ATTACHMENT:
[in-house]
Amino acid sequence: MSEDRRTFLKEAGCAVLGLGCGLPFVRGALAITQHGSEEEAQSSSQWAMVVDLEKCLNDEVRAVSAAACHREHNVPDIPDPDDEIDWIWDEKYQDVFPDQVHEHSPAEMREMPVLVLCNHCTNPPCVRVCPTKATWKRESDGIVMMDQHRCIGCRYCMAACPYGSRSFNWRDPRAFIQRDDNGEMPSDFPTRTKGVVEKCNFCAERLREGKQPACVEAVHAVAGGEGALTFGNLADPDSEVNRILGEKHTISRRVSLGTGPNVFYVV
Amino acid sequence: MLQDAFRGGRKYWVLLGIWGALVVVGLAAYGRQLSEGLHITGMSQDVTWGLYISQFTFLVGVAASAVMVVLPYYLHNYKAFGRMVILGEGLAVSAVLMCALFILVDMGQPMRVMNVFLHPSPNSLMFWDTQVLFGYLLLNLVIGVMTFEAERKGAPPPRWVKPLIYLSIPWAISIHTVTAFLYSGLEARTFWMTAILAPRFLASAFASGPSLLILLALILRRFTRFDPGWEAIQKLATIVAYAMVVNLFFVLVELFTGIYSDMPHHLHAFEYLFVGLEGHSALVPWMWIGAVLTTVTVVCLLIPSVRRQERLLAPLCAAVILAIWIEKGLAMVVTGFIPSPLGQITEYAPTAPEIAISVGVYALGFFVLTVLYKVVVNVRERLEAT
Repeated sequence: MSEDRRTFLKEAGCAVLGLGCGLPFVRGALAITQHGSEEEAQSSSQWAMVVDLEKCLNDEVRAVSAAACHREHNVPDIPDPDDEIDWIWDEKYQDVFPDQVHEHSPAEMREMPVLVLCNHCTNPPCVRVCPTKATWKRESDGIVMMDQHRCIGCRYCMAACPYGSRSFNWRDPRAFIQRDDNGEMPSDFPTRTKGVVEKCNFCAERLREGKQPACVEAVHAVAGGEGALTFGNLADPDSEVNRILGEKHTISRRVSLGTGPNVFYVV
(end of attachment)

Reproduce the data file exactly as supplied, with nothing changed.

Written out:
[in-house]
Amino acid sequence: MSEDRRTFLKEAGCAVLGLGCGLPFVRGALAITQHGSEEEAQSSSQWAMVVDLEKCLNDEVRAVSAAACHREHNVPDIPDPDDEIDWIWDEKYQDVFPDQVHEHSPAEMREMPVLVLCNHCTNPPCVRVCPTKATWKRESDGIVMMDQHRCIGCRYCMAACPYGSRSFNWRDPRAFIQRDDNGEMPSDFPTRTKGVVEKCNFCAERLREGKQPACVEAVHAVAGGEGALTFGNLADPDSEVNRILGEKHTISRRVSLGTGPNVFYVV
Amino acid sequence: MLQDAFRGGRKYWVLLGIWGALVVVGLAAYGRQLSEGLHITGMSQDVTWGLYISQFTFLVGVAASAVMVVLPYYLHNYKAFGRMVILGEGLAVSAVLMCALFILVDMGQPMRVMNVFLHPSPNSLMFWDTQVLFGYLLLNLVIGVMTFEAERKGAPPPRWVKPLIYLSIPWAISIHTVTAFLYSGLEARTFWMTAILAPRFLASAFASGPSLLILLALILRRFTRFDPGWEAIQKLATIVAYAMVVNLFFVLVELFTGIYSDMPHHLHAFEYLFVGLEGHSALVPWMWIGAVLTTVTVVCLLIPSVRRQERLLAPLCAAVILAIWIEKGLAMVVTGFIPSPLGQITEYAPTAPEIAISVGVYALGFFVLTVLYKVVVNVRERLEAT
Repeated sequence: MSEDRRTFLKEAGCAVLGLGCGLPFVRGALAITQHGSEEEAQSSSQWAMVVDLEKCLNDEVRAVSAAACHREHNVPDIPDPDDEIDWIWDEKYQDVFPDQVHEHSPAEMREMPVLVLCNHCTNPPCVRVCPTKATWKRESDGIVMMDQHRCIGCRYCMAACPYGSRSFNWRDPRAFIQRDDNGEMPSDFPTRTKGVVEKCNFCAERLREGKQPACVEAVHAVAGGEGALTFGNLADPDSEVNRILGEKHTISRRVSLGTGPNVFYVV